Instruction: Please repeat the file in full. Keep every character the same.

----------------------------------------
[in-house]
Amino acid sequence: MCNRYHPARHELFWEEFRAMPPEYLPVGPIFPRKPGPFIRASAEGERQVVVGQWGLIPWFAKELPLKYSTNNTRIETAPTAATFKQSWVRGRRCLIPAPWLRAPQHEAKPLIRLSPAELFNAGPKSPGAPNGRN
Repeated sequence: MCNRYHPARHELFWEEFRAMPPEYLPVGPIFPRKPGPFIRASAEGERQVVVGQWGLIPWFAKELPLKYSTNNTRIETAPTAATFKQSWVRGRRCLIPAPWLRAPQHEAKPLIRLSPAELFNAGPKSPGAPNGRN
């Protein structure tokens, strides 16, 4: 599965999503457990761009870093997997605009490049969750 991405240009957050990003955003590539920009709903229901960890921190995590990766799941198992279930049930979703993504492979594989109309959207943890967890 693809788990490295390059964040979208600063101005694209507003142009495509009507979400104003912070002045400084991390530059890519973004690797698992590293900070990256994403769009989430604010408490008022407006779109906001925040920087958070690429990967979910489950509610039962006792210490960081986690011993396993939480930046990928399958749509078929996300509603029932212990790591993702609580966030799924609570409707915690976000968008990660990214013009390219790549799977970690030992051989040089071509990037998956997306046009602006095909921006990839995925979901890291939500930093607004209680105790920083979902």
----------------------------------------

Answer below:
[in-house]
Amino acid sequence: MCNRYHPARHELFWEEFRAMPPEYLPVGPIFPRKPGPFIRASAEGERQVVVGQWGLIPWFAKELPLKYSTNNTRIETAPTAATFKQSWVRGRRCLIPAPWLRAPQHEAKPLIRLSPAELFNAGPKSPGAPNGRN
Repeated sequence: MCNRYHPARHELFWEEFRAMPPEYLPVGPIFPRKPGPFIRASAEGERQVVVGQWGLIPWFAKELPLKYSTNNTRIETAPTAATFKQSWVRGRRCLIPAPWLRAPQHEAKPLIRLSPAELFNAGPKSPGAPNGRN
């Protein structure tokens, strides 16, 4: 599965999503457990761009870093997997605009490049969750 991405240009957050990003955003590539920009709903229901960890921190995590990766799941198992279930049930979703993504492979594989109309959207943890967890 693809788990490295390059964040979208600063101005694209507003142009495509009507979400104003912070002045400084991390530059890519973004690797698992590293900070990256994403769009989430604010408490008022407006779109906001925040920087958070690429990967979910489950509610039962006792210490960081986690011993396993939480930046990928399958749509078929996300509603029932212990790591993702609580966030799924609570409707915690976000968008990660990214013009390219790549799977970690030992051989040089071509990037998956997306046009602006095909921006990839995925979901890291939500930093607004209680105790920083979902």